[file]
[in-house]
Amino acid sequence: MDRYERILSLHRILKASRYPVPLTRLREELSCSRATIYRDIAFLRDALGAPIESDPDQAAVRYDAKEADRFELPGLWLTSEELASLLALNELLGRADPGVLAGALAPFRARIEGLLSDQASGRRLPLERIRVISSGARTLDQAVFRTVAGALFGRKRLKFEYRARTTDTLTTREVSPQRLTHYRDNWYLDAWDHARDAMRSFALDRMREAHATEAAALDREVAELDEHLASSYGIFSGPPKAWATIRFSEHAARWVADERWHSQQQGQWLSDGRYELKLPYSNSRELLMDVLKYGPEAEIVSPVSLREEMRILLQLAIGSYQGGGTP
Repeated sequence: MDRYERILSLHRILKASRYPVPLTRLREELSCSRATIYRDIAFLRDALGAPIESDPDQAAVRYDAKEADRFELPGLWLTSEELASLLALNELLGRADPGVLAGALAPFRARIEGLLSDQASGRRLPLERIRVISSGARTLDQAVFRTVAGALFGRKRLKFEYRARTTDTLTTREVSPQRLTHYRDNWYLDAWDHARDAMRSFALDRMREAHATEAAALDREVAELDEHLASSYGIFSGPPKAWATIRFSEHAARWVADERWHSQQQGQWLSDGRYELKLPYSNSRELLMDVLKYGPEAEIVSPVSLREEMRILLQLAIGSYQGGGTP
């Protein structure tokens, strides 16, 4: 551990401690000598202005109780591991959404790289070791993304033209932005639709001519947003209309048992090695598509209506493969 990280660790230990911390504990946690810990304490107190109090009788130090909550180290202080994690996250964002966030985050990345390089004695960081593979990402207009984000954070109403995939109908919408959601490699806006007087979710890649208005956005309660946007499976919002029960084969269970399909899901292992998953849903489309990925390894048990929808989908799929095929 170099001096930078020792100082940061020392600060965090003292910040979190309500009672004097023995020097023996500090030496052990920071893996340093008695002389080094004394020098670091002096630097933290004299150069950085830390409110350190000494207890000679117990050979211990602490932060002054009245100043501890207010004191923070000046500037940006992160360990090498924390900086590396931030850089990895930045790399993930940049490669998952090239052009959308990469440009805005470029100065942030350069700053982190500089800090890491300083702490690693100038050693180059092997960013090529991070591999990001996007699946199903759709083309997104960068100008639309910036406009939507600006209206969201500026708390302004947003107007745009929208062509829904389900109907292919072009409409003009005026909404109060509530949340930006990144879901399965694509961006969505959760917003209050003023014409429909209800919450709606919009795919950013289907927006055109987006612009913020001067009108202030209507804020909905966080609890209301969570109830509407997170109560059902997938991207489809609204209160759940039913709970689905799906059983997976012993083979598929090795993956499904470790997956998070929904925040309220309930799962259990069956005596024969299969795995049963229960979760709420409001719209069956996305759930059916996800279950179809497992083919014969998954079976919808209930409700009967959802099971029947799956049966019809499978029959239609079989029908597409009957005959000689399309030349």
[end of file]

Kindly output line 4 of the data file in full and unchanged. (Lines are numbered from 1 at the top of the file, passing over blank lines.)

């Protein structure tokens, strides 16, 4: 551990401690000598202005109780591991959404790289070791993304033209932005639709001519947003209309048992090695598509209506493969 990280660790230990911390504990946690810990304490107190109090009788130090909550180290202080994690996250964002966030985050990345390089004695960081593979990402207009984000954070109403995939109908919408959601490699806006007087979710890649208005956005309660946007499976919002029960084969269970399909899901292992998953849903489309990925390894048990929808989908799929095929 170099001096930078020792100082940061020392600060965090003292910040979190309500009672004097023995020097023996500090030496052990920071893996340093008695002389080094004394020098670091002096630097933290004299150069950085830390409110350190000494207890000679117990050979211990602490932060002054009245100043501890207010004191923070000046500037940006992160360990090498924390900086590396931030850089990895930045790399993930940049490669998952090239052009959308990469440009805005470029100065942030350069700053982190500089800090890491300083702490690693100038050693180059092997960013090529991070591999990001996007699946199903759709083309997104960068100008639309910036406009939507600006209206969201500026708390302004947003107007745009929208062509829904389900109907292919072009409409003009005026909404109060509530949340930006990144879901399965694509961006969505959760917003209050003023014409429909209800919450709606919009795919950013289907927006055109987006612009913020001067009108202030209507804020909905966080609890209301969570109830509407997170109560059902997938991207489809609204209160759940039913709970689905799906059983997976012993083979598929090795993956499904470790997956998070929904925040309220309930799962259990069956005596024969299969795995049963229960979760709420409001719209069956996305759930059916996800279950179809497992083919014969998954079976919808209930409700009967959802099971029947799956049966019809499978029959239609079989029908597409009957005959000689399309030349």